Karine Vanasse has a way of lighting up any room she finds herself in—even if that “room” is a Zoom call. As soon as she joins our online meeting—bundled up in a brown Rudsak puffer, her hair pulled back in a runway-perfect slick pony—it feels like I’m reconnecting with an old friend. Though it’s a grey, snowy winter day and she’s recovering from a bad cold, Vanasse still radiates warmth. The award-winning actor—who is best known for her roles in Pan Am, Revenge and Cardinal and has starred in more than 20 movies and a dozen shows in both English and French—has become a familiar onscreen face. She recently finished shooting the English-language adaptation of the highly acclaimed 2017 Québécois time-travel drama Plan B; this new version co-stars Patrick J. Adams (of Suits fame) and was produced by Montreal-based KOTV Productions. Premiering on February 27 on CBC and CBC Gem, the high-intensity series follows Philip (Adams) on a desperate and tireless quest to save his failing relationship with his lover, Evelyn (Vanasse), as well as his law firm and his dysfunctional family through time travel. It doesn’t take long for him to find out that playing with timelines never goes according to plan. We spoke to Vanasse about the new series, working closely with Adams and what’s at the top of her career bucket list. 

Life, no matter how much you try to control it, always has a way of throwing a curveball at you.

What appealed to you about the role of Evelyn? 

“I watched the original series and remembered it enough to want to see how it would be presented years later—how characters and specific situations that had previously been brought to life would be adapted to fit present-day circumstances. The notion of control is pretty much the story’s backbone. When Philip travels back in time, he starts wanting to control every situation and learns the hard way that that’s just not how life goes. That feels like a relevant topic in today’s [climate]. It’s only been six years [since the original show aired], but we’ve come a long way in terms of identifying toxic-relationship signs and exposing certain behaviours.”

What was it like working with Adams, on- and off-camera?

“Because of the story’s reverse chronology, one minute we would be shooting a scene in which Phil and Ev are fighting, and the next we’d be in one where they’re happy and intimate, so we had to be really present and focused. It was challenging. We must have explored every single emotion on the spectrum over the course of the four-month shoot. There is a great deal of vulnerability involved in acting, and I felt safe around Patrick. He would check on me, ask how I was feeling and make sure things went smoothly. He doesn’t give in to the pressure and tension that can build on-set, so he definitely helped me stay grounded. One of the hardest things about acting—and it’s something that makes me love what I do—is the necessity of understanding and decoding the person you’re shooting with beyond their character. That’s what allows you to work together in finding ways to adapt and react under pressure.”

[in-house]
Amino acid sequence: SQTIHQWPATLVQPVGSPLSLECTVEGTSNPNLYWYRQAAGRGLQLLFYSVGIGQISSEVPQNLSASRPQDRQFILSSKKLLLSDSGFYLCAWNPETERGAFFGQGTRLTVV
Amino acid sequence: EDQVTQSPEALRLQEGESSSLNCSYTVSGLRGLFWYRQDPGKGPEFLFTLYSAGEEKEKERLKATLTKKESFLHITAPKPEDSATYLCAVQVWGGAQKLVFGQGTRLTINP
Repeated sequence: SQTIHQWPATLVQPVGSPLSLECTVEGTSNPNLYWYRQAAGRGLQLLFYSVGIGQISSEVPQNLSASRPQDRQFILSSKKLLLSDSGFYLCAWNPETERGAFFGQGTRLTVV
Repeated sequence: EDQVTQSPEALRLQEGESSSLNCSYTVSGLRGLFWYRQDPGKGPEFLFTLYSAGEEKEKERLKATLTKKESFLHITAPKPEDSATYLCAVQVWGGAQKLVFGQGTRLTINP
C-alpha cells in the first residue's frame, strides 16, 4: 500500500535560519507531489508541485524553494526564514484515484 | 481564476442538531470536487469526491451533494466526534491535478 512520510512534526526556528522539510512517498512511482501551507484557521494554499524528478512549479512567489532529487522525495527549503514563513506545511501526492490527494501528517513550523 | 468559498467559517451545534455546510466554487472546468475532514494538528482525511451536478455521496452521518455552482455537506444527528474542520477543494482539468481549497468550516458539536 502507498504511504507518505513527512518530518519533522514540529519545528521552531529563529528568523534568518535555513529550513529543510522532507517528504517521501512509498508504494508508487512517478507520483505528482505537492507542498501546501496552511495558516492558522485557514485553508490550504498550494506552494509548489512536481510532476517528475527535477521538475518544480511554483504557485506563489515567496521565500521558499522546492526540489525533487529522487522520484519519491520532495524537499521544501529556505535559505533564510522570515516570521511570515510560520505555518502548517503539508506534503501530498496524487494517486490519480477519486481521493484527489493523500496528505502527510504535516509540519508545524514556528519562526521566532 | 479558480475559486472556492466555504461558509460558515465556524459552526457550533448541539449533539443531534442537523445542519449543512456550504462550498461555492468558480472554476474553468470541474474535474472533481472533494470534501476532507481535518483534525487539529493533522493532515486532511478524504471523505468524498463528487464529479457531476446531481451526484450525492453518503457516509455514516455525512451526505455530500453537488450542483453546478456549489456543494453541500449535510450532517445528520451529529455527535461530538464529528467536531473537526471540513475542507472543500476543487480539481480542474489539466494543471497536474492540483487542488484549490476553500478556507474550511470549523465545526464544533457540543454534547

What’s the show’s greatest life lesson? 

“That it’s the little things in life that add up. Pay attention to details, small behaviours and intentions. When you get to a relationship’s breaking point and reflect back, the trigger can often be found in small things that you paid little attention to. It’s an accumulation of decisions, moments of absence, suppressed feelings and thoughts. I think the key is to have the difficult conversations, listen to each other, recognize your partner’s feelings as well as your own, be truly present and not try to control everything. If I were given the opportunity to go back and change something that happened in my life, I wouldn’t. Life, no matter how much you try to control it, always has a way of throwing a curveball at you.”

Speaking of living and learning, what’s the career goal that ranks highest on your bucket list?

“I want to work with Sarah Polley, whether it’s by securing a role in one of her projects, being an extra or even working craft services. I’m still processing the disappointment of not figuring out a way to be involved in Women Talking. I read an article about how Polley took a stance against sexism in the film industry by breaking the existing model—one that isn’t conducive to female actors and having families—and creating a work environment that’s more inclusive. That’s beautiful, and it’s how I aspire to work—that’s how to make an impact that goes well beyond a project.”

What are some of your aspirations for 2023? 

“To slow down! To find stillness and be more alert and open to everything and everyone that comes my way. I want to cultivate the traveller’s mindset in my daily life. Whether I’m forest bathing, starting my day with a three-minute face massage or working, I want to find that inner space that allows me to be a better person.” 

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